The effects of increasing metabolizable energy (ME) and SID lysine (Lys) levels on lactating sows and litter performance on a commercial sow research farm
Amino acidsAnimal nutritionEnergyMacronutritional bundleSoy mealSwine
Parent Project:
This is the first year of this project.
Lead Principal Investigator:
Dustin Boler, Carthage Innovative Swine Solutions
Co-Principal Investigators:
Project Code:
Contributing Organization (Checkoff):
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Brief Project Summary:
Information And Results
Project Summary

Project Objectives

Project Deliverables

Progress Of Work

Final Project Results

Lysine and energy are two nutrients that directly impact litter and subsequent farrowing performance. Genetic selection has increased litter sizes and milk production leading to increased amino acid and energy demands by the lactating sow. Milk production alone results in 70% of the amino acid requirements and 65 to 80% of the energy requirement during lactation. Some sows do not meet the recommended lysine intake levels due to sow-to-sow variation in feed intake. There is no clear understanding of the relationship between lysine and dietary energy during the summer months when intake is decreased, and energy levels are increased. This study evaluated two standardized ileal digestible lysine levels (0.85% and 1.11%) and two energy levels (3183 and 3334 kcal/kg) during lactation. Results indicate that feeding a diet with a greater lysine concentration during lactation reduced feed intake, backfat, and body condition of the sow. Increasing dietary energy immediately prior to farrowing and during lactation did not affect sow feed intake. Sows fed higher dietary energy had increased stillborns and decreased percentage of pigs born alive. However, increased energy improved piglet performance by decreasing pre-wean mortality and increasing litter gain resulting in heavier litter weaning weights. Sows fed a combination of high lysine and high energy had a longer wean to estrus interval compared to those fed high lysine and low energy. These results indicate that energy and lysine inclusion will ultimately need to be balanced by the mixed effects on sow body condition, farrowing performance, and litter performance.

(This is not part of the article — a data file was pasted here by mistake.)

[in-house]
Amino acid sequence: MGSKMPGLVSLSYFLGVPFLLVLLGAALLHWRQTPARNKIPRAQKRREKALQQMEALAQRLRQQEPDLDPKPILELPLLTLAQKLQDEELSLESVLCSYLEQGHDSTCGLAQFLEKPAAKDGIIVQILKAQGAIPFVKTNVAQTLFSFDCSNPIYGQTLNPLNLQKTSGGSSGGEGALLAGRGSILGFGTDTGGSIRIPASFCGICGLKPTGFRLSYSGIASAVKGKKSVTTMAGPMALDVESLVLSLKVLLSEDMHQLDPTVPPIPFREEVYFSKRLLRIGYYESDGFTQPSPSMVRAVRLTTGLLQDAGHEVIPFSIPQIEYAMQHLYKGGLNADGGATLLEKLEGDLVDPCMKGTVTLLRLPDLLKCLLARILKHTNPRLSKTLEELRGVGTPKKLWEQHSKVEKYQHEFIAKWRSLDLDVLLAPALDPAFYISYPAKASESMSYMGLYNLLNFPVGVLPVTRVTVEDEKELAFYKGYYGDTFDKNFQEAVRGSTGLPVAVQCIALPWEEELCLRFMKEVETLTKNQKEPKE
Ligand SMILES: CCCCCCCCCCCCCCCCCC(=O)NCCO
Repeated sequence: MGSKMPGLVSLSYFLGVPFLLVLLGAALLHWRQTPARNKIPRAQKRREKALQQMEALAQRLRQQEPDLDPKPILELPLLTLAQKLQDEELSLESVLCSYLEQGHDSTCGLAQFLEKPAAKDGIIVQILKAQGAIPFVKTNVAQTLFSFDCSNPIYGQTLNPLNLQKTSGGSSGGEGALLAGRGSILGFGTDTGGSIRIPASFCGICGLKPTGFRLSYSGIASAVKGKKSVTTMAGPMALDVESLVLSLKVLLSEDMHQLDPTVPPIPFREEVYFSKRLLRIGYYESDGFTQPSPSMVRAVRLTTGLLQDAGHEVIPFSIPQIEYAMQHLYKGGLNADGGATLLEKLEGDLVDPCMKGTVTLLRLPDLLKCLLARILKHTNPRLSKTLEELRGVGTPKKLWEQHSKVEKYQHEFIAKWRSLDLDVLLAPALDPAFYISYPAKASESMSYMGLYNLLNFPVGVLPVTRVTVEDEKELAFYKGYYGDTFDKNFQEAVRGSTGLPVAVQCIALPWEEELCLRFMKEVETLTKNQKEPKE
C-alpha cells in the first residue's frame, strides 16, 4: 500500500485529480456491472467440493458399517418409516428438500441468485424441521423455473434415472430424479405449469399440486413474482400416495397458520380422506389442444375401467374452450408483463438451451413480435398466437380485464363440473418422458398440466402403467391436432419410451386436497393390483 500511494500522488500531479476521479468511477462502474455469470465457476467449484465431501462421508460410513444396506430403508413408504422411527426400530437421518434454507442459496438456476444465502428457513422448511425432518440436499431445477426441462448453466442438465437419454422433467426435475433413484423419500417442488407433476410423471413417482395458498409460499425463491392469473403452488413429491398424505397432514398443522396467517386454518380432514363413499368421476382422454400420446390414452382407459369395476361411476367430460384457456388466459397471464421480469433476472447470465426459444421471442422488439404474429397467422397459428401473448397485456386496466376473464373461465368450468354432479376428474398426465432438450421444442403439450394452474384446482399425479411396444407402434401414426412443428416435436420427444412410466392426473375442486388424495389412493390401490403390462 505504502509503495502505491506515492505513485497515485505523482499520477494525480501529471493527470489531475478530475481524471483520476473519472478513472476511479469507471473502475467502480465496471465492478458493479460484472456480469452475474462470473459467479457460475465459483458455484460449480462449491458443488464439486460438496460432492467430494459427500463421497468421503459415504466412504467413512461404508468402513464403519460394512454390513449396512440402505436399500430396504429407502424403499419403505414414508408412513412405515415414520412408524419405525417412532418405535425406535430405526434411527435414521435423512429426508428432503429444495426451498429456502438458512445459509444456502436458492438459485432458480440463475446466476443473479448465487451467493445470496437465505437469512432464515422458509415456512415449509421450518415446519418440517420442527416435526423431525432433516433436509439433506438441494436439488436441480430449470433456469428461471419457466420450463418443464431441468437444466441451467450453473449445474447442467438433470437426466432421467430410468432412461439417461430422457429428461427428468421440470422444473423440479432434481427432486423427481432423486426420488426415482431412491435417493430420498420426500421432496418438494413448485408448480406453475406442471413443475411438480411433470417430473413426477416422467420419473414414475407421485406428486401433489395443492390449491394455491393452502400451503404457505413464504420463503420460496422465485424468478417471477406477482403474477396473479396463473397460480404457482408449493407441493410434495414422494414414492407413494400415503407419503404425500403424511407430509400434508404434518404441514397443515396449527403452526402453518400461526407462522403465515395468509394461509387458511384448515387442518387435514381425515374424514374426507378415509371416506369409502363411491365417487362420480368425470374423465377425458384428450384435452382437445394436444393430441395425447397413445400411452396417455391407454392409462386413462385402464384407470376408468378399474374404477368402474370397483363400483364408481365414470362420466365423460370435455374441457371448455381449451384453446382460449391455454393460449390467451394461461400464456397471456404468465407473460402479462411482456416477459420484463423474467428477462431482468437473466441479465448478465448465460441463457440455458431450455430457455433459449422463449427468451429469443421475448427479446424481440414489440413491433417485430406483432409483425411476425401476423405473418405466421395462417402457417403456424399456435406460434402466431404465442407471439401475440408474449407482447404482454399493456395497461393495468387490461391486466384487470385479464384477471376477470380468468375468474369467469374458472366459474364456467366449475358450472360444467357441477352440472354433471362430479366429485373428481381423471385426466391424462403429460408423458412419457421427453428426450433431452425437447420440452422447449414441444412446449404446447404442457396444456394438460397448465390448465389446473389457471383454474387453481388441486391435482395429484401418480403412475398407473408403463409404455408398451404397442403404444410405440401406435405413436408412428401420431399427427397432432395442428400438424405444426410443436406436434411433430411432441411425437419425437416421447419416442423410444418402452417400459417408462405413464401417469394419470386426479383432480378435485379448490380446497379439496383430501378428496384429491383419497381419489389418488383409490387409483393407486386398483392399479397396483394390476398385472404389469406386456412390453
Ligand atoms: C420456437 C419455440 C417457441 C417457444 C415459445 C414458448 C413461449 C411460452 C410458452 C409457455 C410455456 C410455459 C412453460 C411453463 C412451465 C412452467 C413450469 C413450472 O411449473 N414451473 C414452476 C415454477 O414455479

Benefit To Soybean Farmers

This study benefits U.S. Soybean Farmers by informing nutritionists how to formulate soy-based diets during summer months, increasing overall industry knowledge and domestic demand for soybeans.

The United Soybean Research Retention policy will display final reports with the project once completed but working files will be purged after three years. And financial information after seven years. All pertinent information is in the final report or if you want more information, please contact the project lead at your state soybean organization or principal investigator listed on the project.